You can make requests to the TakeShape GraphQL API from your project endpoint:
You can find your project's ID in its URL. When inside your project, the ID follows after
You can find and copy your project's API endpoint from the left sidebar within the API section.
Your request should include the API key you created as a Bearer Token.
For a simple request using
fetch set the body of the request as a stringified object with the
query key containing
the GraphQL query.
The response will look like this:
When you're making GraphQL requests from client-side code, you're exposing your API key to the world. Make sure you only use read-only permissions on keys you intend to use in queries from the browser.
When you create a shape with built-in data storage, TakeShape automatically creates queries for getting results.
Here's an example of a query for books and for authors, from a project using our Shape Books pattern:
As you can see, with GraphQL we're able to get data about books and authors at the same time. Additionally, for each book we get a little information about its author, and for each author we get a little information about the books they've written.
TakeShape's automatically-generated queries support pagination with the
size arguments and
from- The offset to start from.
size- The maximum number of items to return.
sizeis limited to 100.
total- The total number of items matching your search criteria.
With these three values, you can generate and navigate pages of your responses.
Automatically-generated queries also support two approaches to filtering using the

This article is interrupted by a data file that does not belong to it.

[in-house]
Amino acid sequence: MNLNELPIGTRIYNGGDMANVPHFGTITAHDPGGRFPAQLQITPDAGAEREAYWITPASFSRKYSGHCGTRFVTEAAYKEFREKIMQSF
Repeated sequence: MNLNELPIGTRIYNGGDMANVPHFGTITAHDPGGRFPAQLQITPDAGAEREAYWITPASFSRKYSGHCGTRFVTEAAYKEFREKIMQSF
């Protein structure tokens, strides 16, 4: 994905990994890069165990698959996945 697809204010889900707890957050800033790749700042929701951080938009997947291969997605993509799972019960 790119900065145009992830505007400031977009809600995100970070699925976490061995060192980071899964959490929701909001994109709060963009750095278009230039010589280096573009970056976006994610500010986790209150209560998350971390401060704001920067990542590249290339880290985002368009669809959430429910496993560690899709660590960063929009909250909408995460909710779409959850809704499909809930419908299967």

terms argument will filter results that match the provided string in any of their text fields.
where argument allows for more complex filters that can also be combined using the boolean
sort argument to order the results of TakeShape's automatically generated queries. It takes the name of a
field to sort by and an
asc for ascending ordering or
desc for descending ordering.
TakeShape also automatically creates mutations for creating, duplicating, updating, and deleting records for shapes that use built-in data storage.
Mutations must use the
mutation keyword at the beginning of their query and data as an
input argument. When
duplicating, updating or deleting a record, the input should contain the
_id for the record you'd like to operate on.
When creating a new record, you don't need to provide a unique id—one will be generated for you.
These built-in mutations will resolve with the created, duplicated, or updated record, allowing you to query their data as result of a successful mutation. When deleting records, the result will be a boolean indicating success.
If you receive a 429 error you are bumping into a rate limit. 429 means "Too Many Requests". You can use the following HTTP response headers to tune requests to the API.
X-RateLimit-Limit - How many API requests you can make per second. Your limit is measured over a 60 second window.
X-RateLimit-Remaining - How many API requests are remaining in the window.
X-RateLimit-Reset - When the rate limit window resets.